Track safer after Nodar Kumaritashvili death, but lugers unhappy
Five elite lugers said Saturday that they were OK with competing the day after Nodar Kumaritashvili's death. But they don't like using the women's start, though it made the track safer. Their comments show how deeply danger is sewn into the fabric of the Winter Olympics.
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The superpipe gold is his to lose. Yet when he was first learning the trick that virtually guarantees him gold – the double cork – his hands shook with fear, he said.Skip to next paragraph
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Then at the X Games, he slammed his face into the side of the pipe during training, his head snapping back violently. The first thought that entered his mind: “I have to get back to the top and try it again,” he said.
It was not bravado, but self-preservation. He did not want to let any fear take root. “I’d be lying if I said that crash didn’t shake me up,” he said.
For American freestyle aerials skier Ryan St. Onge, the fear of not being able to perform is worse than the fear of injury. “Sometimes, if you take a crash really hard and you can get up and take another jump, that actually adds to your confidence,” he says.
To the average real estate agent, that might sound utterly absurd. But in the presence of these athletes, it eventually becomes apparent that the Winter Olympics are a unique mental and physical ecosystem.
To many Winter Olympians, it is not a matter of dealing with fear. The joy of the sport is interlinked with its danger. If downhill skiing were as dangerous as Parcheesi, after all, skiers might go race motorcycles.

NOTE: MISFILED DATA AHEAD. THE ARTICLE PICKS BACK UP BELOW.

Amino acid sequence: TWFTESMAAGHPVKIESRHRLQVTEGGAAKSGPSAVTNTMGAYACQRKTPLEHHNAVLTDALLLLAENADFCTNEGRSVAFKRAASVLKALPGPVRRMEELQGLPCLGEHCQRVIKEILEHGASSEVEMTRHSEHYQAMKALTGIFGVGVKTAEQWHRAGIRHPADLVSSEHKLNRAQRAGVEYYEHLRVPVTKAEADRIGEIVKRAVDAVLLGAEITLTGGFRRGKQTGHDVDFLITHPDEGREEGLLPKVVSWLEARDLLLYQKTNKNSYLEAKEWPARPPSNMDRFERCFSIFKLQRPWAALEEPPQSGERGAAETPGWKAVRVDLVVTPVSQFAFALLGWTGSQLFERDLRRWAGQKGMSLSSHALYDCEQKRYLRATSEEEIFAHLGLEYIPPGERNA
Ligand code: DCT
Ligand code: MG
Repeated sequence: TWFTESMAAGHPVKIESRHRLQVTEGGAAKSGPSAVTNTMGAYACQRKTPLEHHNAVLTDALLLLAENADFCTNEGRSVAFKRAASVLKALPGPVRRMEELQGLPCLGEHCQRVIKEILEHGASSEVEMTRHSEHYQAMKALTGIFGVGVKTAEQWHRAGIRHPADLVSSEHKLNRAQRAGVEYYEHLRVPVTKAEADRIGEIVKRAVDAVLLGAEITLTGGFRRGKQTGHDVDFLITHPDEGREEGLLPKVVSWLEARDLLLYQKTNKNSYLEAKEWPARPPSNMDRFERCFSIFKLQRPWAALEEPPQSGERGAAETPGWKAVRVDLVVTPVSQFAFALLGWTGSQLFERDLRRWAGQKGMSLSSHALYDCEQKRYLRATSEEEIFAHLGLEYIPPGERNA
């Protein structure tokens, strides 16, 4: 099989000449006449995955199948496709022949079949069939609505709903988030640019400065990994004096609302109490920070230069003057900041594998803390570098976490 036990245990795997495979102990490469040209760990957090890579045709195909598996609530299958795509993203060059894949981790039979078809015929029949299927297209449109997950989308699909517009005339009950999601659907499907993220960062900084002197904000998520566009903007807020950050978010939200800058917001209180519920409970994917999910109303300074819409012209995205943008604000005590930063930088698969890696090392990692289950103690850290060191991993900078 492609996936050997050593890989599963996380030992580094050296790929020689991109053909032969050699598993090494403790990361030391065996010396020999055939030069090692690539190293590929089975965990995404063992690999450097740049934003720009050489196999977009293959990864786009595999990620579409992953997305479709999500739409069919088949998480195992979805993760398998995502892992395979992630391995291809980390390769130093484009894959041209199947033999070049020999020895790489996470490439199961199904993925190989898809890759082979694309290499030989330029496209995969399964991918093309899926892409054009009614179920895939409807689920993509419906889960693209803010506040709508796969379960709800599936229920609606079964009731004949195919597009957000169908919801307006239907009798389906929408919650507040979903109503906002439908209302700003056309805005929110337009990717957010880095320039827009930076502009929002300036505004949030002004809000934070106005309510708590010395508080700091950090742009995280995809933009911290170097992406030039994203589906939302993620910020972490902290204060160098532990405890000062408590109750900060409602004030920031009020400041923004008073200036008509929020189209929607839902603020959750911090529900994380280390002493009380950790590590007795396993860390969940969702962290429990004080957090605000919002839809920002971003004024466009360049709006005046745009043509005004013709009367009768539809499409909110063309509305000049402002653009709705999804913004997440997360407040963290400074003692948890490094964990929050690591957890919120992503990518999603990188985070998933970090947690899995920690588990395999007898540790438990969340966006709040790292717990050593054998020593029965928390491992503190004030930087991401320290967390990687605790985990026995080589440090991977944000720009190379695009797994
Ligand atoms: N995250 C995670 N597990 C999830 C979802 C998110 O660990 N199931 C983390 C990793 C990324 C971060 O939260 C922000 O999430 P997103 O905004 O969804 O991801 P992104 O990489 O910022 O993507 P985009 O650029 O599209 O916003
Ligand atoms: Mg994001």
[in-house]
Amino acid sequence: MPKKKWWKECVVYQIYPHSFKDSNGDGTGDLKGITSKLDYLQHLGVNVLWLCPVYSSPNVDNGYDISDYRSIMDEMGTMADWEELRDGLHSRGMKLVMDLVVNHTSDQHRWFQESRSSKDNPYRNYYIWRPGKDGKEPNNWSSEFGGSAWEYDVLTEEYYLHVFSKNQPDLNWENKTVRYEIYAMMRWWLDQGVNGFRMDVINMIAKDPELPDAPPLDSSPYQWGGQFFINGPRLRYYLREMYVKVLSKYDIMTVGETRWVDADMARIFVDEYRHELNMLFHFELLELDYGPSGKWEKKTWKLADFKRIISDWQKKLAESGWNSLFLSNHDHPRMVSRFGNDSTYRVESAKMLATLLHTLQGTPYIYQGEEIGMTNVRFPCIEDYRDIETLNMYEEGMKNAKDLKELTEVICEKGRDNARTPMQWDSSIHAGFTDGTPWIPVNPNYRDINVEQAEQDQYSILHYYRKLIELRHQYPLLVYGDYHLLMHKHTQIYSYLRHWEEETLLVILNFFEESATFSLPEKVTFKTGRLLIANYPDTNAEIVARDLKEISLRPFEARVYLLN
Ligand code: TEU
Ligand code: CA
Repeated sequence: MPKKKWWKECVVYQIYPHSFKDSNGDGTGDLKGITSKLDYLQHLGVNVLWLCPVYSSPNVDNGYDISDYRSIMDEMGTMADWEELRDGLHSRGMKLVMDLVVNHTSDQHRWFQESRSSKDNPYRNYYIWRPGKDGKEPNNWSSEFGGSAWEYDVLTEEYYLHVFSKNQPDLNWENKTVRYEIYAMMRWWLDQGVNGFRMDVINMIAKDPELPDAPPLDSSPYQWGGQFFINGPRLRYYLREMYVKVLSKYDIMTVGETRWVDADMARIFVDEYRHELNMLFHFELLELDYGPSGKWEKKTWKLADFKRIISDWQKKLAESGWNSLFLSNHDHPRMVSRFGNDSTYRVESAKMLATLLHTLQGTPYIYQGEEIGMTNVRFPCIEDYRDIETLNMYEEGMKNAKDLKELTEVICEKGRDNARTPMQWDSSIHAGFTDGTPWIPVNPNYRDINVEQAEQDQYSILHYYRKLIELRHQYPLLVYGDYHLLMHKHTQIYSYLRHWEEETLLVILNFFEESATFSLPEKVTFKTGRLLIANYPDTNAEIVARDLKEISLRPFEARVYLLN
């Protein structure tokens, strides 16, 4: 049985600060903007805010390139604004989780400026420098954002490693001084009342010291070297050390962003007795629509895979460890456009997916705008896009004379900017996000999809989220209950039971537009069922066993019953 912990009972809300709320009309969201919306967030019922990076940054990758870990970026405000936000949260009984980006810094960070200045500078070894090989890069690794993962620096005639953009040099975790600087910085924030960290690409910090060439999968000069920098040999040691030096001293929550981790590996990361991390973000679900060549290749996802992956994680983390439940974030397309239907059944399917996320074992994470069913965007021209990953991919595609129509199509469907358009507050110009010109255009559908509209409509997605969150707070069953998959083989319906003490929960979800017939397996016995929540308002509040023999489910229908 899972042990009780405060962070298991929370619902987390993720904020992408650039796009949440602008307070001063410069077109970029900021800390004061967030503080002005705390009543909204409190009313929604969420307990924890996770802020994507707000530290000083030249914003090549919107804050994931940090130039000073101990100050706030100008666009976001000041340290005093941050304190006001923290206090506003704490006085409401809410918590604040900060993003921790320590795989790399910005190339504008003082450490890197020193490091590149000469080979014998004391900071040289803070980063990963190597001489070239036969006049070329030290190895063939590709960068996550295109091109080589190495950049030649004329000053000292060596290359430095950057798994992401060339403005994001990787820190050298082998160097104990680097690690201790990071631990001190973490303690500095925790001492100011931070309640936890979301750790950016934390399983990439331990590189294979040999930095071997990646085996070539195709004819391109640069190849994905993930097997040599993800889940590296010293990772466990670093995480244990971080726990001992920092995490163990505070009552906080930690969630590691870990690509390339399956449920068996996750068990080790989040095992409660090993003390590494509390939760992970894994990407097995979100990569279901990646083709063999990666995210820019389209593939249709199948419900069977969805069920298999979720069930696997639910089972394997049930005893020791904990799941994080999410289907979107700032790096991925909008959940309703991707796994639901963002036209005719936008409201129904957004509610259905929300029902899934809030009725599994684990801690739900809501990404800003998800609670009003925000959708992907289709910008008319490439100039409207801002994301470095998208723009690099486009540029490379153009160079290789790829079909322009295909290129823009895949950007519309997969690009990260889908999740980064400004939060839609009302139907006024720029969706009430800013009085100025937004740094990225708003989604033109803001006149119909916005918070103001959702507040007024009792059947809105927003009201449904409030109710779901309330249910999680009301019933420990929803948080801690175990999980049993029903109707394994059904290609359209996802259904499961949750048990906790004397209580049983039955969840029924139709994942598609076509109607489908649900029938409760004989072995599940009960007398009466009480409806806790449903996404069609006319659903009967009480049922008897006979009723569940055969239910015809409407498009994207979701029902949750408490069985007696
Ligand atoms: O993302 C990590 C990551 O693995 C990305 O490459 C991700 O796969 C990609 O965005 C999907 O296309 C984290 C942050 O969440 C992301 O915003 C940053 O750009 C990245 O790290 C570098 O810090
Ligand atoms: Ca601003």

“If you’re scared of speed, you can’t do downhill,” says American alpine skier Kailyn Richardson. “There has to be a little bit of craziness.”
Canadian slider Cockerline agreed. “That’s probably why I got into a sport like luge,” he said.
Speed vs. safety
Even after Kumaritashvili’s death, which resonates deeply in the tight-knit luge community, Cockerline acknowledged that moving the race to the women’s start “has taken a lot of the excitement out of it.”
“I love speed,” he said, before adding: “But you have to think about the safety.”
His comments hint at the conflicting thoughts and emotions among lugers Saturday.
“My emotions are going from high to low, high to low,” said Cockerline. “One minute you’ve got tears in your eyes thinking about Nodar, and the next you’re psyching yourself up” for the race.
Coming back and sliding Saturday “says a lot about the luge community,” said Canada's Samuel Edney.
“For me personally, I felt like I was sliding with Nodar today.”
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